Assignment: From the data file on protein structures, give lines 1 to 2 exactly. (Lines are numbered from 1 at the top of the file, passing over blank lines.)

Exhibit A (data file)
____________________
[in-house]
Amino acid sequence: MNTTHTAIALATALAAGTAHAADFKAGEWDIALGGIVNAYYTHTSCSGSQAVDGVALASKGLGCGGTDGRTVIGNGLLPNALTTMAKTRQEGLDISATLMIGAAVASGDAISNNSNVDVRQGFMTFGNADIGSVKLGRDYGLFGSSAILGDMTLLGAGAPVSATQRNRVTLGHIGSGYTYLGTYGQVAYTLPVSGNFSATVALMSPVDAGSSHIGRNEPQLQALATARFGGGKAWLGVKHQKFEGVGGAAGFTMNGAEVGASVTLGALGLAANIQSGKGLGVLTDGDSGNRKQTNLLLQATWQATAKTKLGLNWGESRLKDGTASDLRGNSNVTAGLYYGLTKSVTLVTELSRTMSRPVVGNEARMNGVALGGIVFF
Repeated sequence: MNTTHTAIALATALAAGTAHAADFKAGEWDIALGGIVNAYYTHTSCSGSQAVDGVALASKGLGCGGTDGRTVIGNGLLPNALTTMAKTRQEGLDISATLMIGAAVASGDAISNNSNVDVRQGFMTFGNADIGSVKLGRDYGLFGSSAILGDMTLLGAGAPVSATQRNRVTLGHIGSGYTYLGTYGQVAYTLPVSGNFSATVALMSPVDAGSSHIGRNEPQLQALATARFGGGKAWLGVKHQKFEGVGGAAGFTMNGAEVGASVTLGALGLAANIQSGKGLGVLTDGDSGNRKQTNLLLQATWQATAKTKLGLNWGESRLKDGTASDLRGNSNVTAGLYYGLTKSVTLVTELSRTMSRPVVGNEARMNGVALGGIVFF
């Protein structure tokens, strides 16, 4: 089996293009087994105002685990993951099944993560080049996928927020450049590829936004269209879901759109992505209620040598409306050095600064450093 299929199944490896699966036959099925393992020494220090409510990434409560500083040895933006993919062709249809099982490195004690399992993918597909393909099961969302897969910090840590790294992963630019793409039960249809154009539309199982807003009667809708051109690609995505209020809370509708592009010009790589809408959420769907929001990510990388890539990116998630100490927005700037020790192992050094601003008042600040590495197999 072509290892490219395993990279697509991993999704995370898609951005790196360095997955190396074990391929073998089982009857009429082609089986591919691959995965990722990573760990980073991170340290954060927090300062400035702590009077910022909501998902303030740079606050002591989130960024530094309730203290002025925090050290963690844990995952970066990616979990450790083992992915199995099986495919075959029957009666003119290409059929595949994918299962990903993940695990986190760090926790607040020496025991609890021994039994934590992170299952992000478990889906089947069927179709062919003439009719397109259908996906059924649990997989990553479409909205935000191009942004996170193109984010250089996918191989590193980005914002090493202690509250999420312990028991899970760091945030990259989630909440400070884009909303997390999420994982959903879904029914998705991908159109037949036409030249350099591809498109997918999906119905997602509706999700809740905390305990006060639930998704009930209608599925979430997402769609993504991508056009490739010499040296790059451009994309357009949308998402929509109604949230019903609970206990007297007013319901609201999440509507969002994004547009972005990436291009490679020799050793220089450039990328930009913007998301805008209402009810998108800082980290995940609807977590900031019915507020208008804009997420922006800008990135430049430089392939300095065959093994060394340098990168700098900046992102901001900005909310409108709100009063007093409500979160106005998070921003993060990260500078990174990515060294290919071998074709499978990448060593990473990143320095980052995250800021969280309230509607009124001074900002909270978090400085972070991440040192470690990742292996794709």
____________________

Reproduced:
[in-house]
Amino acid sequence: MNTTHTAIALATALAAGTAHAADFKAGEWDIALGGIVNAYYTHTSCSGSQAVDGVALASKGLGCGGTDGRTVIGNGLLPNALTTMAKTRQEGLDISATLMIGAAVASGDAISNNSNVDVRQGFMTFGNADIGSVKLGRDYGLFGSSAILGDMTLLGAGAPVSATQRNRVTLGHIGSGYTYLGTYGQVAYTLPVSGNFSATVALMSPVDAGSSHIGRNEPQLQALATARFGGGKAWLGVKHQKFEGVGGAAGFTMNGAEVGASVTLGALGLAANIQSGKGLGVLTDGDSGNRKQTNLLLQATWQATAKTKLGLNWGESRLKDGTASDLRGNSNVTAGLYYGLTKSVTLVTELSRTMSRPVVGNEARMNGVALGGIVFF